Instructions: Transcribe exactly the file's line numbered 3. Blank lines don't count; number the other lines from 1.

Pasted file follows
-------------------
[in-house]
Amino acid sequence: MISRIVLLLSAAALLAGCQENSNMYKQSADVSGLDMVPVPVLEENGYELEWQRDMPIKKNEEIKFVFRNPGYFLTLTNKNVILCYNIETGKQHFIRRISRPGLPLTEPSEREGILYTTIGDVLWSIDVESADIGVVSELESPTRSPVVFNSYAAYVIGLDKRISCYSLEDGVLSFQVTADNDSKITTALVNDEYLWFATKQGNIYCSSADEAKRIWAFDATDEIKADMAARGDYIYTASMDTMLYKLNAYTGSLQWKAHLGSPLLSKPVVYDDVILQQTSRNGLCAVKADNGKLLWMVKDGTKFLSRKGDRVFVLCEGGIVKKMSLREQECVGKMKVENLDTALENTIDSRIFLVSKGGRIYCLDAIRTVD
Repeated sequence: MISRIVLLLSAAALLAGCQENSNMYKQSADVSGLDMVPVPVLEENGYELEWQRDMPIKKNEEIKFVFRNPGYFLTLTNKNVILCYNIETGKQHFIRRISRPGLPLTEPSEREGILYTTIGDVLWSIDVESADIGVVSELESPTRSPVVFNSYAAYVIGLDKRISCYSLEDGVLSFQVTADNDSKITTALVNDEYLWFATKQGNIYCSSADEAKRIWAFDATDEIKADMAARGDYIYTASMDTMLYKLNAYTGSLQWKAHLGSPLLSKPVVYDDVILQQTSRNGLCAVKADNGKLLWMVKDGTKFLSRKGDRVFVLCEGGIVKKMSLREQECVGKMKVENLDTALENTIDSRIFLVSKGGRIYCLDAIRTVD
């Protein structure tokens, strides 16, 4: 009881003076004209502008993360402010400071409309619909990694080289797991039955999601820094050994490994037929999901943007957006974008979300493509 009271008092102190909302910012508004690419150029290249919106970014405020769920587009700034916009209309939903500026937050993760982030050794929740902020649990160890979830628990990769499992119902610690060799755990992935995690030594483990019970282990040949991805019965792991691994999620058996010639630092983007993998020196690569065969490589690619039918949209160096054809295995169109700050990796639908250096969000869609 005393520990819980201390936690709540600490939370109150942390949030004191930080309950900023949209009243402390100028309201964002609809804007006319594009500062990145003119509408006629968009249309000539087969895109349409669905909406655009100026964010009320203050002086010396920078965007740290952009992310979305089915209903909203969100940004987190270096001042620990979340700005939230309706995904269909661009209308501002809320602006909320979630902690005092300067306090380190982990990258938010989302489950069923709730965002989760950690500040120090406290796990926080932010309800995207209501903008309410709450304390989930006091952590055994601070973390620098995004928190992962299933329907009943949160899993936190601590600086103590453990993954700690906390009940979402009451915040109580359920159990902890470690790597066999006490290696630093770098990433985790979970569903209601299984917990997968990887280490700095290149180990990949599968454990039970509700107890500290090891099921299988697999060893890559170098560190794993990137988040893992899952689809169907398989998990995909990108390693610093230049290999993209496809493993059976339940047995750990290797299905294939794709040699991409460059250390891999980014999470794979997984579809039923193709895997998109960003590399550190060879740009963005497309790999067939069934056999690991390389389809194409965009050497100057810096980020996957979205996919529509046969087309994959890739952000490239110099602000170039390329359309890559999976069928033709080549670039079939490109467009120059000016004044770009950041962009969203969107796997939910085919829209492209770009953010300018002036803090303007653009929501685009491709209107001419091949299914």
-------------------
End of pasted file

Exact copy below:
Repeated sequence: MISRIVLLLSAAALLAGCQENSNMYKQSADVSGLDMVPVPVLEENGYELEWQRDMPIKKNEEIKFVFRNPGYFLTLTNKNVILCYNIETGKQHFIRRISRPGLPLTEPSEREGILYTTIGDVLWSIDVESADIGVVSELESPTRSPVVFNSYAAYVIGLDKRISCYSLEDGVLSFQVTADNDSKITTALVNDEYLWFATKQGNIYCSSADEAKRIWAFDATDEIKADMAARGDYIYTASMDTMLYKLNAYTGSLQWKAHLGSPLLSKPVVYDDVILQQTSRNGLCAVKADNGKLLWMVKDGTKFLSRKGDRVFVLCEGGIVKKMSLREQECVGKMKVENLDTALENTIDSRIFLVSKGGRIYCLDAIRTVD